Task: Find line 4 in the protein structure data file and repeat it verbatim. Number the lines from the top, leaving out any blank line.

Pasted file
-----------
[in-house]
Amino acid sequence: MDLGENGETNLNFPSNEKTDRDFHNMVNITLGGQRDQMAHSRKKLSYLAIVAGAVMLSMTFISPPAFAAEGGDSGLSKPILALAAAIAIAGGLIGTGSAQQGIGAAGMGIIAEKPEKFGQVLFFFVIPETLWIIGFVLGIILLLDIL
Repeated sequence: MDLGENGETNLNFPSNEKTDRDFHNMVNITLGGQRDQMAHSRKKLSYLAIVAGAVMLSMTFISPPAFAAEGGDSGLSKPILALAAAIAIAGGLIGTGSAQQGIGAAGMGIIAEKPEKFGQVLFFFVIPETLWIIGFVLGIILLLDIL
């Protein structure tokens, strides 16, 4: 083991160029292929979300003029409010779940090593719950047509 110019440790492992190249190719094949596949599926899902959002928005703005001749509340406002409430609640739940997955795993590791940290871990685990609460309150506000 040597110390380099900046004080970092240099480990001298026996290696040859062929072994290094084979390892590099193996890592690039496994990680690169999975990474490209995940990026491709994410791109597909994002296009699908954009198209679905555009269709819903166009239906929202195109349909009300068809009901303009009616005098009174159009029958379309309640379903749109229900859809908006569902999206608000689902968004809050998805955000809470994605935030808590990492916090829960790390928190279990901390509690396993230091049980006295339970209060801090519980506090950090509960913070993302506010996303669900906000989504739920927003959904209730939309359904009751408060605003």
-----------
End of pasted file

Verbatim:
């Protein structure tokens, strides 16, 4: 083991160029292929979300003029409010779940090593719950047509 110019440790492992190249190719094949596949599926899902959002928005703005001749509340406002409430609640739940997955795993590791940290871990685990609460309150506000 040597110390380099900046004080970092240099480990001298026996290696040859062929072994290094084979390892590099193996890592690039496994990680690169999975990474490209995940990026491709994410791109597909994002296009699908954009198209679905555009269709819903166009239906929202195109349909009300068809009901303009009616005098009174159009029958379309309640379903749109229900859809908006569902999206608000689902968004809050998805955000809470994605935030808590990492916090829960790390928190279990901390509690396993230091049980006295339970209060801090519980506090950090509960913070993302506010996303669900906000989504739920927003959904209730939309359904009751408060605003």